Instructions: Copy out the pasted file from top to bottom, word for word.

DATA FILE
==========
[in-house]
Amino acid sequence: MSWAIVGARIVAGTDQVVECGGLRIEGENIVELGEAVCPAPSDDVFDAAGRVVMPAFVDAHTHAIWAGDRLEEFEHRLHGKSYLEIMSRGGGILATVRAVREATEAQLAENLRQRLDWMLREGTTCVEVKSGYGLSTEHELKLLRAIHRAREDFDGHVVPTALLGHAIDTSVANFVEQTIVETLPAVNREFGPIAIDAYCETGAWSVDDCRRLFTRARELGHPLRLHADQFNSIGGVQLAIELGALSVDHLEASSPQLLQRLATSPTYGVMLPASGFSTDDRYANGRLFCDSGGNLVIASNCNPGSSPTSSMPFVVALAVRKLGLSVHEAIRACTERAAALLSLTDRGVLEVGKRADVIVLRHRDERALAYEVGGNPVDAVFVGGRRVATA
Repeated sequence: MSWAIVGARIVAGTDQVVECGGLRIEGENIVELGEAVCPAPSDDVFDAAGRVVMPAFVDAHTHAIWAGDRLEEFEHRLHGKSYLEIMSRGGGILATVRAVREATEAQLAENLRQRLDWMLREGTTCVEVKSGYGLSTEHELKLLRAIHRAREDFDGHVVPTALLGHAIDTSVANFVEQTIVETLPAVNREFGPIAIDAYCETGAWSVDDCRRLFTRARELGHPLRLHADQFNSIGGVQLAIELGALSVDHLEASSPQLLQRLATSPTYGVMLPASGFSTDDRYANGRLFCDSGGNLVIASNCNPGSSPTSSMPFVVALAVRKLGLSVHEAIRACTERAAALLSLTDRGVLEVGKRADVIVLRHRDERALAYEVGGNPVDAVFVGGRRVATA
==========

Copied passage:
[in-house]
Amino acid sequence: MSWAIVGARIVAGTDQVVECGGLRIEGENIVELGEAVCPAPSDDVFDAAGRVVMPAFVDAHTHAIWAGDRLEEFEHRLHGKSYLEIMSRGGGILATVRAVREATEAQLAENLRQRLDWMLREGTTCVEVKSGYGLSTEHELKLLRAIHRAREDFDGHVVPTALLGHAIDTSVANFVEQTIVETLPAVNREFGPIAIDAYCETGAWSVDDCRRLFTRARELGHPLRLHADQFNSIGGVQLAIELGALSVDHLEASSPQLLQRLATSPTYGVMLPASGFSTDDRYANGRLFCDSGGNLVIASNCNPGSSPTSSMPFVVALAVRKLGLSVHEAIRACTERAAALLSLTDRGVLEVGKRADVIVLRHRDERALAYEVGGNPVDAVFVGGRRVATA
Repeated sequence: MSWAIVGARIVAGTDQVVECGGLRIEGENIVELGEAVCPAPSDDVFDAAGRVVMPAFVDAHTHAIWAGDRLEEFEHRLHGKSYLEIMSRGGGILATVRAVREATEAQLAENLRQRLDWMLREGTTCVEVKSGYGLSTEHELKLLRAIHRAREDFDGHVVPTALLGHAIDTSVANFVEQTIVETLPAVNREFGPIAIDAYCETGAWSVDDCRRLFTRARELGHPLRLHADQFNSIGGVQLAIELGALSVDHLEASSPQLLQRLATSPTYGVMLPASGFSTDDRYANGRLFCDSGGNLVIASNCNPGSSPTSSMPFVVALAVRKLGLSVHEAIRACTERAAALLSLTDRGVLEVGKRADVIVLRHRDERALAYEVGGNPVDAVFVGGRRVATA